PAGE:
Beerwah recorded 39mm of rainfall from 2pm-3pm, while the storm systems are currently bearing down on Noosa, Maleny, Beerwah, Caloundra, Maroochydore, Nambour and surrounding suburbs.
Rainbow Beach is also in the firing line, along with Cooroy, in the region's north.
The Bureau of Meteorology warns that severe thunderstorms have been detected on the weather radar near Montville, Palmwoods, Wondai and around Woodford.
These thunderstorms are moving towards the north to northeast. They are forecast to affect Maroochydore, Yandina by just after 4pm.
Forecasters have advised there is a risk of flash flooding associated with the current systems.
UPDATE 2.55PM: Major regional centres are minutes away from being hit by a severe thunderstorm system which forecasters say is likely to produce large hail and winds of 90km/h or more.
Bureau of Meteorology forecasters say the storm cells will hit Caloundra and surrounding suburbs by 3.15pm before shifting north and impacting Maroochydore and surrounds by 3.45pm.
"Damaging winds and large hailstones are likely," the Bureau's advice reads.
Severe storms near #Kilcoy, #Caloundra, and west of #Kingaroy. Other storms in the area have the potential to become severe during the rest of the afternoon so keep an eye on the radar and our warnings. pic.twitter.com/e0zYifGadU— Bureau of Meteorology, Queensland (@BOM_Qld) October 9, 2018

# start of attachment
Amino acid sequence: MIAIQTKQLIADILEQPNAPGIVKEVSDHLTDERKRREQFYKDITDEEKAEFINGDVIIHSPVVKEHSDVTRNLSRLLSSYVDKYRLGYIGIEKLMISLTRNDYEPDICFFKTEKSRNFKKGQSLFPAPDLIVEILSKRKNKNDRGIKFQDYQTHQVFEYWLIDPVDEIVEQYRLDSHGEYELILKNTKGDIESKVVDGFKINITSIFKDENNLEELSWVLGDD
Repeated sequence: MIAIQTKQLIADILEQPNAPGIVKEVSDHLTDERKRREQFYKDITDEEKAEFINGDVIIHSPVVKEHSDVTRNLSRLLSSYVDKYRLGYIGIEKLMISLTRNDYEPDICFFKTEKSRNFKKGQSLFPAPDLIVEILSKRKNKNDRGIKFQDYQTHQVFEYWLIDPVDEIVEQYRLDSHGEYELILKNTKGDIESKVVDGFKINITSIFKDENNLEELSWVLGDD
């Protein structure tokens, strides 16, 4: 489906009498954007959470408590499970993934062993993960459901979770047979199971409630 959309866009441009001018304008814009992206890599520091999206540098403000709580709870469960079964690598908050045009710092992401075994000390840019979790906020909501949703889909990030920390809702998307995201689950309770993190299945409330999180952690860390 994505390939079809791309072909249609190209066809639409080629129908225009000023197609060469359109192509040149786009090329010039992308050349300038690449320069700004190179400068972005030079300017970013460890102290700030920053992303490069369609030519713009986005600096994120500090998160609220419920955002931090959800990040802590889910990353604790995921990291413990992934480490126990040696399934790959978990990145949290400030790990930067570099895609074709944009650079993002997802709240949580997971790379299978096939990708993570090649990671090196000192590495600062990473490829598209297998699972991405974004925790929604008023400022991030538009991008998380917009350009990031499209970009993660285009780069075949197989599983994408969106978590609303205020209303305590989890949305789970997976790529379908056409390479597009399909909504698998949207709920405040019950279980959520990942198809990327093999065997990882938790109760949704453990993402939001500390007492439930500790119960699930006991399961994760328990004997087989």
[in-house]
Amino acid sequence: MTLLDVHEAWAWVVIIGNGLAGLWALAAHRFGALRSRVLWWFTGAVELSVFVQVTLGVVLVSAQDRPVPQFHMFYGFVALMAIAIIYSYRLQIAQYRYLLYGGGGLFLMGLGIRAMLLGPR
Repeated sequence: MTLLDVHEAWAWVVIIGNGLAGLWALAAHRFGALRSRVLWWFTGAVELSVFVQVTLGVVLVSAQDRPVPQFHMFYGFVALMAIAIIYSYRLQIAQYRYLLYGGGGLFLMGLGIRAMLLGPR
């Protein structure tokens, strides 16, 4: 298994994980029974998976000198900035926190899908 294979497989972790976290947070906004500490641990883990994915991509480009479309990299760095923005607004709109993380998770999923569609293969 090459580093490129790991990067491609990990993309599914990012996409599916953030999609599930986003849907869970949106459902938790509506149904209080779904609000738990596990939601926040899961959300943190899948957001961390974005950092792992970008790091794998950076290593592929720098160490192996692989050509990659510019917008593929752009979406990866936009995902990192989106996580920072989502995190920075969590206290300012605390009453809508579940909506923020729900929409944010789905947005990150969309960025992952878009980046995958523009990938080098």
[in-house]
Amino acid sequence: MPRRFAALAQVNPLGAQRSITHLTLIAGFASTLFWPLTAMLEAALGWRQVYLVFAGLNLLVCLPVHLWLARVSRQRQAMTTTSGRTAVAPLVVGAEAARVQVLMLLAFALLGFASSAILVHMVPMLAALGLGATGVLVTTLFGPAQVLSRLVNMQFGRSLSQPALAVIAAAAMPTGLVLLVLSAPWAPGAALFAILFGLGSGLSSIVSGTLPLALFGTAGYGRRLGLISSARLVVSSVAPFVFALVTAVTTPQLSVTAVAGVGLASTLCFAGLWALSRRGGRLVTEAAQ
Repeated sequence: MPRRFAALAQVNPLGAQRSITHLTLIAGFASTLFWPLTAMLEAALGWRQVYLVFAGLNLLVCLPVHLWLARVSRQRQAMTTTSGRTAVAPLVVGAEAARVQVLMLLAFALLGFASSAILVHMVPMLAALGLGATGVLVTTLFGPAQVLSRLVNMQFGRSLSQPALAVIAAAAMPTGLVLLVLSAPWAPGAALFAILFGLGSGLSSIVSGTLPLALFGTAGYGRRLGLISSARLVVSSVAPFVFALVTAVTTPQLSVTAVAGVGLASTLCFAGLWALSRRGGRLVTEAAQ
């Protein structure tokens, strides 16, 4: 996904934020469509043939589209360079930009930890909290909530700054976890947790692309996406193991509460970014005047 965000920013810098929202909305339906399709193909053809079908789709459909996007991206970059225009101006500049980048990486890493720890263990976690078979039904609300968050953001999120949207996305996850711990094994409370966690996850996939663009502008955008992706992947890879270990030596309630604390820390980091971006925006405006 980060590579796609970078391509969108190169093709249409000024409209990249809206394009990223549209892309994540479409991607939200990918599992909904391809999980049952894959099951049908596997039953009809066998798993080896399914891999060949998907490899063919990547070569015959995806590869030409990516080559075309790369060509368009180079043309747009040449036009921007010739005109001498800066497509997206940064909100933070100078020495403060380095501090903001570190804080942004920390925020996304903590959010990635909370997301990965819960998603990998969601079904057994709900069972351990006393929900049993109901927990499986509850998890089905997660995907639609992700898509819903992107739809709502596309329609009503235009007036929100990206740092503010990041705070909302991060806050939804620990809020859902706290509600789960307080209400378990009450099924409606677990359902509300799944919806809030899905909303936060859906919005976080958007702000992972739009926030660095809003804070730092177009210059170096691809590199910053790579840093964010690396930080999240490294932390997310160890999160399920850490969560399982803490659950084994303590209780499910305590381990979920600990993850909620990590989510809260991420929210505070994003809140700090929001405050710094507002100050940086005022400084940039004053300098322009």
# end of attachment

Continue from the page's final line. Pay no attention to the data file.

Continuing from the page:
So far only minor rainfall has been recorded around the region, but that could change depending on the intensity of the cells.
Surf Lifesaving Queensland lifeguards have been forced to close Buddina, Kings and Bulcock beaches as the storms pass overhead.
UPDATE 2.30PM: Caloundra is due to be hit within the hour by a severe thunderstorm wielding damaging winds and large hail.
Forecasters have predicted wind gusts of 90km/h or more and hailstones larger than 2cm in diameter are likely.
The latest warning was issued just minutes ago after severe thunderstorms were spotted on the radar near Lake Somerset, Beerburrum and Somerset Dam.
The radar shows multiple storm cells building behind this current one bearing down on Caloundra, with Caboolture currently on the receiving end of a heavy cell.
Maroochydore and Gympie are also included in suburbs expected to be hit in the coming few hours.
UPDATE 1.20PM: Thunderstorms are developing to the west of the Sunshine Coast this afternoon, triggering the first of a number of expected thunderstorm warnings.
The Bureau of Meteorology issued a warning about 1pm for severe thunderstorms currently generating around Dalby, Yarraman, Kingaroy and Chinchilla.